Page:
Errr, I’m not so sure that this is a good idea.
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Errr, I’m not so sure that this is a good idea.
(everyone alltogether now) WTF?
AUGUSTA, GA. â€” Fear is a growth market. And youâ€™re the buyer. Americans, seized by paranoia, will throw money at anything that promises to protect us from harm.
Thatâ€™s why nobody blinked last week when the Augusta Commission approved a plan to spend $3.2 million over six years to defend the cityâ€™s fire hydrants from terrorist attack.
Two new employees will be hired exclusively to retrofit the hydrants with something called the Davidson Anti-Terrorism Valve, designed to keep foreign substances â€” anthrax, bubonic plague, cyanide, tennis balls â€” from entering the water supply.
Thereâ€™s no evidence of such a threat, mind you, but Utilities Director Max Hicks decided the Davidson ATV was a good buy. â€œThey are necessary to protect the system,â€ he says.
The â€œstealthâ€ valve was invented in the 1970s by a Sunnyside, Ga., contractor, Tom Davidson, who wanted to keep juvenile delinquents from throwing rocks and bottles into the hydrants. No one wanted it then. He sat on the idea for years, not even bothering to file for a patent.
After 9/11, Davidson had an epiphany: If teenage punks could infiltrate the water supply, a terrorist could poison a city through its fire hydrants.
Crap! Which one of you told Chuck the plan?
Once upon a time, years ago, it seemed that the only major fire for atheism burned from the anti-Christian work of Madelyn Murray O’Hair and the American Atheist organization, whose claim to fame was the banning of prayer and Bible reading in public schools in 1963.
Today many more antagonist groups and individuals to theism abound, and they are using every means possible for global proliferation â€“ from local government to the World Wide Web. Such secular progressives include the Institute for Humanist Studies, Secular Coalition of America, American Atheists, American Humanist Association, Internet Infidels, the Atheist Alliance International, Secular Student Alliance, Society for Humanistic Judaism, Freedom From Religion Foundation, Military Association of Atheists and Freethinkers, etc. Of course no list of atheistic advocates would be complete without mentioning the ACLU and Planned Parenthood, as well as the anti-God militancy of men like Richard Dawkins and Sam Harris.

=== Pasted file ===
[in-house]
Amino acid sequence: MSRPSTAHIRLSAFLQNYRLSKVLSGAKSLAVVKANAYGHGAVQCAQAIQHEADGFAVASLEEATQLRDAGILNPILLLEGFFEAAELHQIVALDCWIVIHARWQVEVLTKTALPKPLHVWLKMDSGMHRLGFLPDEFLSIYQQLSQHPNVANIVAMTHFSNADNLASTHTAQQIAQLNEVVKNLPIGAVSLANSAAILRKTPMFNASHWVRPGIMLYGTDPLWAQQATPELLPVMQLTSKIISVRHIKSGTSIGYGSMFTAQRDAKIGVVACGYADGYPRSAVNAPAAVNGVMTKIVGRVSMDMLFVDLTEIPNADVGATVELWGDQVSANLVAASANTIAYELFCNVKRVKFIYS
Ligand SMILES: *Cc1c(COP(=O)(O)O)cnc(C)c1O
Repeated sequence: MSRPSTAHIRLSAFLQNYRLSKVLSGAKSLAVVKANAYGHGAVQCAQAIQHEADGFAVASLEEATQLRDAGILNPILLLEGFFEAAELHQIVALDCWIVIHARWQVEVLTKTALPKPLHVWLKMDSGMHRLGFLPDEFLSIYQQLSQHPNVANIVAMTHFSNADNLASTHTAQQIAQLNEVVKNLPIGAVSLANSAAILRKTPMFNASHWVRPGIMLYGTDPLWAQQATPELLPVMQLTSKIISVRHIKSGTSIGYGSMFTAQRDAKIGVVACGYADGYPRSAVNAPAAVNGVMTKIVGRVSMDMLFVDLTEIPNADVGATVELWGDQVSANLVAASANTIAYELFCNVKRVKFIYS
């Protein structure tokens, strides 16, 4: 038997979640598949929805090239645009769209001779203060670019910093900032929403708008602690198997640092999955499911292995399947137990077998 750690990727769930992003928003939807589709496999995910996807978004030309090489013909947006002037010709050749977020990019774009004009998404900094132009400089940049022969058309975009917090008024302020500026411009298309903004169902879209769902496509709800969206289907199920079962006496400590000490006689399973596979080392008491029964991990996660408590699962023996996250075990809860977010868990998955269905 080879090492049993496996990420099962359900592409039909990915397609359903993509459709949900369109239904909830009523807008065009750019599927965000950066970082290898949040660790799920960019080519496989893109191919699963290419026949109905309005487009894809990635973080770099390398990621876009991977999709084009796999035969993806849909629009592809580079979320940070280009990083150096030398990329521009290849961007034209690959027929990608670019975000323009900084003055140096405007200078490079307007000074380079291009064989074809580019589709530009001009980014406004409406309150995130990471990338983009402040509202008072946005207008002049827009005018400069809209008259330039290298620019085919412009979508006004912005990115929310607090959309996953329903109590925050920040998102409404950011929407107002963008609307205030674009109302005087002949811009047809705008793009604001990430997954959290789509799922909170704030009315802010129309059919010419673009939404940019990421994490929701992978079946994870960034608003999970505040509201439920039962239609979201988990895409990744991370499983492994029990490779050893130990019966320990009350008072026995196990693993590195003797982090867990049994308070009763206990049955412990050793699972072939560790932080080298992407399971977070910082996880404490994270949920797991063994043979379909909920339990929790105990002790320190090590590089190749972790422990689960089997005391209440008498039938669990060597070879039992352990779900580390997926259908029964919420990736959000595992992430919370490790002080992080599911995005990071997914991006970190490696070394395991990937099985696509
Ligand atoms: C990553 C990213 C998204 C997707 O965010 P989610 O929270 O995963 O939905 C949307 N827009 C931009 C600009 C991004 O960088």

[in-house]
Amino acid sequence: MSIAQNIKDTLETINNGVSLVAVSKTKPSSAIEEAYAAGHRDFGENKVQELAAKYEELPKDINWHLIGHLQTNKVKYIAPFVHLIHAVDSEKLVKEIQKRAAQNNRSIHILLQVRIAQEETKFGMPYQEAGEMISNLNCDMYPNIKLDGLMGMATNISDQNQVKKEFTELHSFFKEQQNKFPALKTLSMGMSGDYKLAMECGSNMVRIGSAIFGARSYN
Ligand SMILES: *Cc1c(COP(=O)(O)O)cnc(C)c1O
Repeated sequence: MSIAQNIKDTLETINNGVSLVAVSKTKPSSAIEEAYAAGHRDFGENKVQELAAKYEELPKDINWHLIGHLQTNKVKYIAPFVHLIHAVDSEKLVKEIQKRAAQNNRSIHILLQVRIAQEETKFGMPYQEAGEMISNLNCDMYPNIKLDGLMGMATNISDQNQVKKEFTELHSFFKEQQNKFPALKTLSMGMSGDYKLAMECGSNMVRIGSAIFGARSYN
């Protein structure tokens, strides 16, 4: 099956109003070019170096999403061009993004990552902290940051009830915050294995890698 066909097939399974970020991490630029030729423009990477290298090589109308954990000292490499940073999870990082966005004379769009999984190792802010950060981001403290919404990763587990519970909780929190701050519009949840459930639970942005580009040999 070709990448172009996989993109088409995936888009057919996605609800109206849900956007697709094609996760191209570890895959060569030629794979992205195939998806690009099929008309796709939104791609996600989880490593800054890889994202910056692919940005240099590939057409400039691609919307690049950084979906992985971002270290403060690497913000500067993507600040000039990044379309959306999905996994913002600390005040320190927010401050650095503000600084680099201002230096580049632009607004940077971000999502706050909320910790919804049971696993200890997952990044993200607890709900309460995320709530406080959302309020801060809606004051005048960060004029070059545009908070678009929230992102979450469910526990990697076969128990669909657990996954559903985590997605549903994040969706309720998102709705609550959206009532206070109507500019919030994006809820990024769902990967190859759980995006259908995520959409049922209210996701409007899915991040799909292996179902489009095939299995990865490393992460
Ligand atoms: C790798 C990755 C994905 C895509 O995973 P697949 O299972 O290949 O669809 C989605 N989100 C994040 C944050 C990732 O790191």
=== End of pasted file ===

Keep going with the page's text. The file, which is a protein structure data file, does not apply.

Though the U.S. Constitution outlaws religious discrimination, these organizations and individuals would love nothing more than to help society look with distain upon Christianity and, ultimately, make its components illegal. In fact, right now, they are coalescing and rallying at least 5 million of their troops to mount counter offensives to Christianity.
For that reason I believe theistic patriots need to be wise to atheists’ overt and covert schemes, exposing their agenda and fighting to lay waste to their plans.
Though movies and television would like us to believe otherwise, it was very rare when gunfights occurred with the two gunfighters squarely facing each other from a distance in a dusty street. This romanticized image of the Old West gunfight was born in the dime novels of the late 19th century and perpetuated in the film era, to such a point that this fictional version is the what our mindâ€™s eye quickly conjures up when we hear the word â€œ gunfight.â€ In actuality, the â€œrealâ€ gunfights of the Old West were rarely that â€œcivilized.â€
Everybody knows what happened to Kenny Baker, Peter Mayhew and Anthony Daniels but what about the lesser known actors such as Harrison Ford?
From English Russia:
From the end of 1980s a strange phenomena is happening in some Russian forests. People find strange, deep holes.
They appear in the dense forest, in the places you canâ€™t get on the car or truck to bring any device to drill the ground. There is no any soil that should be taken from such deep holes is found.
On this pictures people go down to one of such holes but it just finishes with nothing. There are no any reasonable ideas on how these holes appear and what they are being used for.
A list of 200 known Spammers:
80% of spam received by Internet users in North America and Europe can be traced via aliases and addresses, redirects, hosting locations of sites and domains, to a hard-core group of around 200 known spam operations (“spam gangs”), almost all of whom are listed in the ROKSO database. These spam operations consist of an estimated 500-600 professional spammers with ever-changing aliases and domains. The vast majority of those listed here operate illegally and move from network to network (and country to country) seeking out “spam-friendly” Internet Service Providers (“ISPs”) known for lax enforcing of anti-spam policies.